Have it with you
Boats (like bikes) become part of us in how they feel while in use. Renting something else doesn’t ensure you’re going to like the way it handles=a less enjoyable paddle.

Get a trailer
I use one and its great! No more lifting the yak after a long day of paddling!

Rent vs. bring along
By asking the question, I assume you’re driving to your destination. Or else (flying), your choices are already made FOR you, not by you.

At $40-60 a day rental fee, it add up pretty quickly. Hear it from someone who fly and rent quite a few times. I got a long list of complains, if any outfitters here are reading!

First, there’re not nearly enough outfitters where there’re interesting paddling opportunities. Why? Of course they need a certain number of renters to make money. So you’re stuck in places where it’s likely to be over-crowded.

Then, there’re many quirky restrictions you ended up bumping against.

  1. about 1/2 of the outfitters I contacted don’t rent to single paddlers. And they don’t even bother to tell you when you make reservation! A shrug and a half-hearted sorry was all they gave when you made the trek over!!! So if you’re on business in a place and want to just get a bit of water time? Forget it.

  2. you can’t paddle where you want. Many have a limit on where you shouldn’t go that’s based on novice’s ability to handle the condition. But I guess you can just say yes and go ahead to paddle out of the “box”…

  3. some won’t rent you a spray skirt, period. It doesn’t matter if you’re willing to demonstrate you can get out and get back in, which in itself could be a hassle, to get all wet before starting. Others don’t even give you a paddle float!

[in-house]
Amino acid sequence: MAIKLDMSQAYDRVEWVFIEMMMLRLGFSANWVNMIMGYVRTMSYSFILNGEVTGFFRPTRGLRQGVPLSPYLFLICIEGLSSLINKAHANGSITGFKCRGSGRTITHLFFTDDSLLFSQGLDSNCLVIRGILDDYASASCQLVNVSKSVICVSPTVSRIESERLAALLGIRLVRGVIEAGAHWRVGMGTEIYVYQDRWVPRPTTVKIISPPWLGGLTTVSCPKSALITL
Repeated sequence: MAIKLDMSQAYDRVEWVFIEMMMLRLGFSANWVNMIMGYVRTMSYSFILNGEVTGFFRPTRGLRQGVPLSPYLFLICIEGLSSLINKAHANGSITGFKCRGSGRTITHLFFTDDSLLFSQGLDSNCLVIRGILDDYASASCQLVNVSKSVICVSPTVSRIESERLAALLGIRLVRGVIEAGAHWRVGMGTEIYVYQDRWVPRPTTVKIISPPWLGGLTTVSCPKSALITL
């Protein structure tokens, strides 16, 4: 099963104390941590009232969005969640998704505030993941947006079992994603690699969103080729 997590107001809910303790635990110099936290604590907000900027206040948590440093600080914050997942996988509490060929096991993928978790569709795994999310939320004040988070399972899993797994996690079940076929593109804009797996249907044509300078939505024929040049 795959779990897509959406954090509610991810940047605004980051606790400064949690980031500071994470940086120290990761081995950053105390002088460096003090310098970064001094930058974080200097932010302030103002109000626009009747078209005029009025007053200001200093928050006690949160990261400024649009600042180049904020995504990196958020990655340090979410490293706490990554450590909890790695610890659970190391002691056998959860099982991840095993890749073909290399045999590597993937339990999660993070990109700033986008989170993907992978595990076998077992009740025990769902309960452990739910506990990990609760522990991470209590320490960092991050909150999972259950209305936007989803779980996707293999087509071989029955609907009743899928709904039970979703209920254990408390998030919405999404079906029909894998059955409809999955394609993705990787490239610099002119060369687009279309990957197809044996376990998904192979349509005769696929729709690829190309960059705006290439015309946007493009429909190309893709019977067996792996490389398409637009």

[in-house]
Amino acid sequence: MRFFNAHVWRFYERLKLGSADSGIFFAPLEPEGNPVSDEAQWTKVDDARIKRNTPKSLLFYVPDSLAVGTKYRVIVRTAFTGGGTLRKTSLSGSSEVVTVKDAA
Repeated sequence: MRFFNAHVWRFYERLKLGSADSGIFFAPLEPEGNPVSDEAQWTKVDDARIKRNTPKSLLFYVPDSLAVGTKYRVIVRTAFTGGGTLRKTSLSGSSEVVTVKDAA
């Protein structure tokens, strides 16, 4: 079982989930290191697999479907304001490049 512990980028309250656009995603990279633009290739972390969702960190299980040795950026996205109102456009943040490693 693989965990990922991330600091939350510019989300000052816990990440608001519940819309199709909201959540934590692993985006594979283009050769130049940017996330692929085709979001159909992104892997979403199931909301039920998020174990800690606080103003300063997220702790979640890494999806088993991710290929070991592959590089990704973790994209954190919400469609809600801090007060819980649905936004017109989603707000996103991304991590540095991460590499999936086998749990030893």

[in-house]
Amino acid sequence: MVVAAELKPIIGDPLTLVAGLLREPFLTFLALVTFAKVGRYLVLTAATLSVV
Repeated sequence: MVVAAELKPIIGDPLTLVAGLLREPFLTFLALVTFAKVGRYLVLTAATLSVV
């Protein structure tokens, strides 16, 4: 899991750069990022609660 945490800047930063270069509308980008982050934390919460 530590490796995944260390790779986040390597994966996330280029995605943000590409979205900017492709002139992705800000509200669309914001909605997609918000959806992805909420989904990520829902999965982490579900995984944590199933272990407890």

4. boat models can be limited (recreational only, or fat and slow sea kayaks) and conditions can range from good to poor. Non-funtioning rudder and un-movable footpeg are common place.

    This is a long rant. But I’m basically only paddling my home water, and bring my bike on trips for exercise and recreation, not bothering with chancy rentals.

Lug it…
most rental stuff is CRAP…

Limits on renting
Above posts have covered most of it - limited paddling, less boat, often can’t wear a skirt (yuk when things are splashy) etc. Outfitters have to make sure their insurance company is unlikely to actually have to pay out on a claim.

That said, some outfitters will give a renter more latitude under either of two conditions. One is that the to-be renter shows up with some credentials in hand indicating that they have certain assured skills, such as a BCU rating at 2 or 3 star level. The other is that the renter goes out and shows that they can manage certain skills before being alloowed to really go out. One woman I know has rented from a place in the San Juans a couple of years running, and before being allowed to depart had to go out and prove to a guide that she had decent paddling skills and a couple of self-rescue methods that she could execute. Note that this person could roll - but she still had to demo a paddle float re-entry.

If you can pass this kind of muster, the good news is that you get a skirt.


Take your boats with you
I carry mine whether by car, boat or plane. Much nicer to have your own gear and no limits.

Bring your own gear
>If you can pass this kind of muster, the good news is that you get a skirt.<

Or get a skirt that fits the most common cockpit openning size and put it on after paddling out of sight of the launch.

best tie down
is the one that is not going to let the craft come loose to slam into other traffic. The cost is cheap compared to what some biker will do to you if it falls off and doesn’t kill him. I have had to dodge all kinds of road debris on my bike. A skid plate off of something was thrown up by a semi’s tires and would have taken my head off if I hadn’t seen it and ducked. A recap from a semi killed a guy in Colo. two years ago when he hit it and it lodged in his wheel, locking it up. I managed to avoid a ladder which slid off of a van in front of me and disintegrated on I-25 at about 60mph. Avoiding it kept me from catching up with the van driver, though.